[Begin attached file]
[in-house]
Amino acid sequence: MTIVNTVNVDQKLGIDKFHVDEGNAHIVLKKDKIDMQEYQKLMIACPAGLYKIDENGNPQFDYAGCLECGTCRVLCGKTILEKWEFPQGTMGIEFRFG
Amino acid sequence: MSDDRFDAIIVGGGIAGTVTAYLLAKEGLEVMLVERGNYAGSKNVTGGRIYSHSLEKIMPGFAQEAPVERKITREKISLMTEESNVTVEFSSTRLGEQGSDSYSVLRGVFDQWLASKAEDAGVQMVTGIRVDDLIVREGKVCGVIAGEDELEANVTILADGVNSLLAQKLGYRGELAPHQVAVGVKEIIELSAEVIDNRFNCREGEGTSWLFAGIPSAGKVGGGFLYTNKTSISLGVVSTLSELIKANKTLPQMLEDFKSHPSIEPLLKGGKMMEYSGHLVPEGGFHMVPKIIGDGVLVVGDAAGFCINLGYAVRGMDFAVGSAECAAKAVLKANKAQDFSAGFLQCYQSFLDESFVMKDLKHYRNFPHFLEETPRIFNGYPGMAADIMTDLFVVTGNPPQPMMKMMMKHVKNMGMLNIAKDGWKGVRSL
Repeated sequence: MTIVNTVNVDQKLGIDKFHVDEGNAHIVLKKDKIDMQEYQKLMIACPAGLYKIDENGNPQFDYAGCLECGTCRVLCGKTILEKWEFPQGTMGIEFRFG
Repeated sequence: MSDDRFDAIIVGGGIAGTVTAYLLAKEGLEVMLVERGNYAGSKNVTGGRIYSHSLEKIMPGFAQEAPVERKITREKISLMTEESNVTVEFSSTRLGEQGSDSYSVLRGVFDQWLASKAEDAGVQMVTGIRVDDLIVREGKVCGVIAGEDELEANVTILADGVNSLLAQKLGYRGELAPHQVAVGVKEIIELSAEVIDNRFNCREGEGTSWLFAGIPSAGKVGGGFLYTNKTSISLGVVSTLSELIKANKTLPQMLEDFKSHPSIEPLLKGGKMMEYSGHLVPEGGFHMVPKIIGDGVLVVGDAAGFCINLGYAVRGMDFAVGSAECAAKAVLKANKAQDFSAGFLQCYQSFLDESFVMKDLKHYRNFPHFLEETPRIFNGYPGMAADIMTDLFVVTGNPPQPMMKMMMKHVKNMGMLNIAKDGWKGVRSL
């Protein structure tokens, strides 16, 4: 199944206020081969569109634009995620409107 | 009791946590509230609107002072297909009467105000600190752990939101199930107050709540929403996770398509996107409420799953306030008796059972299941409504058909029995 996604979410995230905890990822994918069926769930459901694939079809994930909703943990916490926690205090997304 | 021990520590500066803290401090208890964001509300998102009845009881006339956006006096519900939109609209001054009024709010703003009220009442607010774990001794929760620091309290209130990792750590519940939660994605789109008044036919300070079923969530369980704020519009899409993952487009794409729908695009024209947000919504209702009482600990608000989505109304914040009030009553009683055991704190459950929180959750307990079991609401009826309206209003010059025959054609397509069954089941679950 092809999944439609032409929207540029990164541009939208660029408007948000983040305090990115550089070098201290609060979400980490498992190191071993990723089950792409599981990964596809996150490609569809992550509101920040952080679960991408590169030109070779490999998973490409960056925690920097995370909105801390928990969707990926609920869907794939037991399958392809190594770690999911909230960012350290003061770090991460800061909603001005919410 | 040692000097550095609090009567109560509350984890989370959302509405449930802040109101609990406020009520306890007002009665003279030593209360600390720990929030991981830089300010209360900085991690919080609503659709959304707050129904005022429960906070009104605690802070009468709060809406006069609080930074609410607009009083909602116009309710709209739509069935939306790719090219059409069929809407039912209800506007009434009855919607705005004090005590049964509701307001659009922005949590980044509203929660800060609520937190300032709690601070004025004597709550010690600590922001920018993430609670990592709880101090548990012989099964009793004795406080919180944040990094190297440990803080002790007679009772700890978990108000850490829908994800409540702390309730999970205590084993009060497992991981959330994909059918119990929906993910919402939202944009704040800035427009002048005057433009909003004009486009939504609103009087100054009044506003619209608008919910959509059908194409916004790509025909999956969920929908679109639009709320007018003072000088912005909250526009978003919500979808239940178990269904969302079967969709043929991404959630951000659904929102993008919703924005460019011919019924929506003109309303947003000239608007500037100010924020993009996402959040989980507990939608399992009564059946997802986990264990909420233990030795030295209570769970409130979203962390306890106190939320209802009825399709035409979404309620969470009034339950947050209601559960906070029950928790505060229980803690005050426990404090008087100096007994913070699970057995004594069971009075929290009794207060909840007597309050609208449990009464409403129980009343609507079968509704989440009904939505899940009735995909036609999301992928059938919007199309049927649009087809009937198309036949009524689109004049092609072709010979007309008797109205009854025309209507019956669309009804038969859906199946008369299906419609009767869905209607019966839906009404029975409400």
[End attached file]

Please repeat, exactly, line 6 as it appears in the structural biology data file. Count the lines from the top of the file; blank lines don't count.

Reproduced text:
């Protein structure tokens, strides 16, 4: 199944206020081969569109634009995620409107 | 009791946590509230609107002072297909009467105000600190752990939101199930107050709540929403996770398509996107409420799953306030008796059972299941409504058909029995 996604979410995230905890990822994918069926769930459901694939079809994930909703943990916490926690205090997304 | 021990520590500066803290401090208890964001509300998102009845009881006339956006006096519900939109609209001054009024709010703003009220009442607010774990001794929760620091309290209130990792750590519940939660994605789109008044036919300070079923969530369980704020519009899409993952487009794409729908695009024209947000919504209702009482600990608000989505109304914040009030009553009683055991704190459950929180959750307990079991609401009826309206209003010059025959054609397509069954089941679950 092809999944439609032409929207540029990164541009939208660029408007948000983040305090990115550089070098201290609060979400980490498992190191071993990723089950792409599981990964596809996150490609569809992550509101920040952080679960991408590169030109070779490999998973490409960056925690920097995370909105801390928990969707990926609920869907794939037991399958392809190594770690999911909230960012350290003061770090991460800061909603001005919410 | 040692000097550095609090009567109560509350984890989370959302509405449930802040109101609990406020009520306890007002009665003279030593209360600390720990929030991981830089300010209360900085991690919080609503659709959304707050129904005022429960906070009104605690802070009468709060809406006069609080930074609410607009009083909602116009309710709209739509069935939306790719090219059409069929809407039912209800506007009434009855919607705005004090005590049964509701307001659009922005949590980044509203929660800060609520937190300032709690601070004025004597709550010690600590922001920018993430609670990592709880101090548990012989099964009793004795406080919180944040990094190297440990803080002790007679009772700890978990108000850490829908994800409540702390309730999970205590084993009060497992991981959330994909059918119990929906993910919402939202944009704040800035427009002048005057433009909003004009486009939504609103009087100054009044506003619209608008919910959509059908194409916004790509025909999956969920929908679109639009709320007018003072000088912005909250526009978003919500979808239940178990269904969302079967969709043929991404959630951000659904929102993008919703924005460019011919019924929506003109309303947003000239608007500037100010924020993009996402959040989980507990939608399992009564059946997802986990264990909420233990030795030295209570769970409130979203962390306890106190939320209802009825399709035409979404309620969470009034339950947050209601559960906070029950928790505060229980803690005050426990404090008087100096007994913070699970057995004594069971009075929290009794207060909840007597309050609208449990009464409403129980009343609507079968509704989440009904939505899940009735995909036609999301992928059938919007199309049927649009087809009937198309036949009524689109004049092609072709010979007309008797109205009854025309209507019956669309009804038969859906199946008369299906419609009767869905209607019966839906009404029975409400």